Jacinda Ardern: New Zealand’s Most Popular Prime Minister


Tallying the results of recent polls, it has become clear that Jacinda Ardern is New Zealand’s most successful prime minister in a century. Ardern’s Labour Party jumped 14 points to 56.5 per cent in the first poll since the coronavirus outbreak – the highest of any party throughout New Zealand’s history. Ardern’s popularity sat at 59.5 per cent. This is up 20.8 points on the previous poll and the highest score for any leader in the history of the Newshub-Reid Research poll. “It speaks to the work we’ve jointly done,” Ardern told Newshub. “I just happen to have had the humble and privileged opportunity to be leading at this time.” Ardern has continuously been a model for true leadership throughout this pandemic. During a press conference on May 11th, she thanked her “team of five million” for their great efforts and the sacrifices they had made to protect the country’s most vulnerable. New Zealanders coined the phrase “Jacinda-mania”. This is in light of Ardern’s rise to becoming the country’s youngest prime minister and third woman to hold office. Therefore, it is important for other nations to put New Zealand under a microscope and evaluate what components Ardern and her nation have used to achieve safety and success during the first wave of COVID-19.

It can be argued that Ardern’s tactics for the country were similar to that of the All Blacks rugby team: “We go hard, we go early.” On March 21st, Boris Johnson was still resisting a lockdown, and Donald Trump had been sending an array of mixed messages about schooling, science and even hand-shakes. New Zealand saw this as a prime example of what not to do. Ardern, in an address to the nation, referred to this period as their “window of opportunity”. Ardern is particularly praised for the level of simplicity she used in her address. She explained in a detailed yet clear way the four-level Alert System, and what each would require of the government and of the nation’s citizens. Leaving few questions unanswered, it gave her country and its people concise guidelines on how to behave. Ardern chose humanity over the economy, using both as focal points when guiding the country through each Alert phase. Ardern never lost sight of realism within her direction through this unprecedented time. Admitting she was demanding “the most significant restriction of movement in modern history.” She set out how schools, bars, restaurants, cafes, pools, playgrounds and all non-essential businesses would close. What she provided was immediate clarity to numerous situations whilst other countries found themselves in a haze for far too long. For example, she spelled out exactly who were essential workers and exactly what kind of testing that they aimed to achieve. When asked if she was scared, her response can be described as nothing but solidifying immense comfort to her people. “No,” she said, “because we have a plan.”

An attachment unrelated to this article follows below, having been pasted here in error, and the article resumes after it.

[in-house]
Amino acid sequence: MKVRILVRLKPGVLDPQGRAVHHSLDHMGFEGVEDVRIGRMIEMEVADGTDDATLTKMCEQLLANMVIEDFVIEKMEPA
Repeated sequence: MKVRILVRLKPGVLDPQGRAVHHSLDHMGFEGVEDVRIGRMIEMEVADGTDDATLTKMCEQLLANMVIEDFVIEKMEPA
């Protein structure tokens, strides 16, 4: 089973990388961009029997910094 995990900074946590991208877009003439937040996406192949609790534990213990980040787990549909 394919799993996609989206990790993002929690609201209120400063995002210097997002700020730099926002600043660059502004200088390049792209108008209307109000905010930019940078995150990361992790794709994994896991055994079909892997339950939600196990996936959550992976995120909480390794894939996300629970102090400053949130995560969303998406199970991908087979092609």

New Zealand is in Alert Level 2 whilst continuing to enforce strict social distancing measures, with businesses such as shopping centres, cafes and cinemas reopening in recent weeks. Ardern’s latest proposal was made during a Facebook Live interview. She believes that a four-day work week could be successful, citing that it may boost work productivity and help to rebuild the country after COVID-19. “I hear lots of people suggesting we should have a four-day work week. Ultimately that really sits between employers and employees,” said Ardern. “But as I’ve said there’s just so much we’ve learnt about COVID and that flexibility of people working from home, the productivity that can be driven out of that.”

There has been a swift decline in New Zealand’s coronavirus cases, with 1,499 infected in total and 21 dead. It is worth noting the somewhat privileged position New Zealand found itself in. With a population of five million, it has the advantage of closing its borders. Additionally, unlike New York or London, cities are not as densely packed. Yet, this cannot deduct from Ardern’s prosperity. She has maintained a connectivity to the people of New Zealand in a way other countries should strive to emulate. Ardern is the only one who seems to be smiling as much in the crisis as she does in what might be termed ‘normal times’. Her infectious positivity and drive are primary factors for her country’s unwavering faith in her leadership.

Ruth Foran